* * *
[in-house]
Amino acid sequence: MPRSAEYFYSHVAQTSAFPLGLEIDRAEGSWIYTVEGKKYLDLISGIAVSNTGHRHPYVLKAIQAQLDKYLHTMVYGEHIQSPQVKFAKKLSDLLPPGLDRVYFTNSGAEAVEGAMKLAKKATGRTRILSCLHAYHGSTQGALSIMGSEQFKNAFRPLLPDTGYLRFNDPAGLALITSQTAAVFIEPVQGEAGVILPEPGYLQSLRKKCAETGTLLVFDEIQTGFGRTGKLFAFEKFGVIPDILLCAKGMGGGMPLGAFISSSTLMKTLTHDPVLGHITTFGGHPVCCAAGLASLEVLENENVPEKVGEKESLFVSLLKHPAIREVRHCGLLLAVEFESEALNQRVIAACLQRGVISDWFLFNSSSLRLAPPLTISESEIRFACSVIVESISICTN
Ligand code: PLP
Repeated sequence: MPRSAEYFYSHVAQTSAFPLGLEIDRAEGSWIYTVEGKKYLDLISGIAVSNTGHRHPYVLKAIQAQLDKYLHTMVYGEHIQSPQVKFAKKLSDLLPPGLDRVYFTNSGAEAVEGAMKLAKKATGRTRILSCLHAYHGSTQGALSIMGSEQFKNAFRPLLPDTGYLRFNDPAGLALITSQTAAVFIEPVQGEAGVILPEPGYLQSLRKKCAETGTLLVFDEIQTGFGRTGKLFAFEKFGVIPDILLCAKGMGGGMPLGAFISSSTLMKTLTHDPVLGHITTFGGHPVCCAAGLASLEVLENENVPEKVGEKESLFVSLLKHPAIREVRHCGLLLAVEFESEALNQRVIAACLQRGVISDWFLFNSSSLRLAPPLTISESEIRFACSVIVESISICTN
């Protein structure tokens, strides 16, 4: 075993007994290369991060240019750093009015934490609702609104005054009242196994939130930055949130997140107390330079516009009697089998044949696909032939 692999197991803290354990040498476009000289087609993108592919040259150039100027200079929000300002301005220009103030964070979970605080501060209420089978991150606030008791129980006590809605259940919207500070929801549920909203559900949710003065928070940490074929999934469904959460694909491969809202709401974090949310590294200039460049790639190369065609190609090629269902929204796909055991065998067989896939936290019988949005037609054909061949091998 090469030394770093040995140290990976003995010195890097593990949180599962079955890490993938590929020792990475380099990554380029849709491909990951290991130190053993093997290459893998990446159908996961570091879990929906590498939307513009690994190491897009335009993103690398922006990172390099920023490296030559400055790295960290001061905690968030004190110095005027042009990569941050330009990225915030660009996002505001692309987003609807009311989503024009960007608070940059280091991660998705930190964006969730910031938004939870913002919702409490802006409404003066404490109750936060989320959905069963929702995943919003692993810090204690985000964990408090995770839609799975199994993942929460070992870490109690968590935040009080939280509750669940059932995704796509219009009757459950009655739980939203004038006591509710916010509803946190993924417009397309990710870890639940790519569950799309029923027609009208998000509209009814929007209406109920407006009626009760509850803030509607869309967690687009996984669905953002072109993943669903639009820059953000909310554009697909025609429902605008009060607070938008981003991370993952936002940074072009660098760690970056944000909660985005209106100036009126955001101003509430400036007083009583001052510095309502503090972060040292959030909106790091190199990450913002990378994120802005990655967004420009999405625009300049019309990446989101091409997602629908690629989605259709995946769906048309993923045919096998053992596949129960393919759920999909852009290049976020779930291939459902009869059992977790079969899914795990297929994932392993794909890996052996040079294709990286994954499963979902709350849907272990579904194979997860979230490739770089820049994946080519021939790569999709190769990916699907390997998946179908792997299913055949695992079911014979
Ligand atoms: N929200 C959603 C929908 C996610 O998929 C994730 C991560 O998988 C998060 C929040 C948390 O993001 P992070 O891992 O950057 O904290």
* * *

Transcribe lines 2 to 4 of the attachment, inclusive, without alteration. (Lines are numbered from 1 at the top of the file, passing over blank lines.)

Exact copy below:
Amino acid sequence: MPRSAEYFYSHVAQTSAFPLGLEIDRAEGSWIYTVEGKKYLDLISGIAVSNTGHRHPYVLKAIQAQLDKYLHTMVYGEHIQSPQVKFAKKLSDLLPPGLDRVYFTNSGAEAVEGAMKLAKKATGRTRILSCLHAYHGSTQGALSIMGSEQFKNAFRPLLPDTGYLRFNDPAGLALITSQTAAVFIEPVQGEAGVILPEPGYLQSLRKKCAETGTLLVFDEIQTGFGRTGKLFAFEKFGVIPDILLCAKGMGGGMPLGAFISSSTLMKTLTHDPVLGHITTFGGHPVCCAAGLASLEVLENENVPEKVGEKESLFVSLLKHPAIREVRHCGLLLAVEFESEALNQRVIAACLQRGVISDWFLFNSSSLRLAPPLTISESEIRFACSVIVESISICTN
Ligand code: PLP
Repeated sequence: MPRSAEYFYSHVAQTSAFPLGLEIDRAEGSWIYTVEGKKYLDLISGIAVSNTGHRHPYVLKAIQAQLDKYLHTMVYGEHIQSPQVKFAKKLSDLLPPGLDRVYFTNSGAEAVEGAMKLAKKATGRTRILSCLHAYHGSTQGALSIMGSEQFKNAFRPLLPDTGYLRFNDPAGLALITSQTAAVFIEPVQGEAGVILPEPGYLQSLRKKCAETGTLLVFDEIQTGFGRTGKLFAFEKFGVIPDILLCAKGMGGGMPLGAFISSSTLMKTLTHDPVLGHITTFGGHPVCCAAGLASLEVLENENVPEKVGEKESLFVSLLKHPAIREVRHCGLLLAVEFESEALNQRVIAACLQRGVISDWFLFNSSSLRLAPPLTISESEIRFACSVIVESISICTN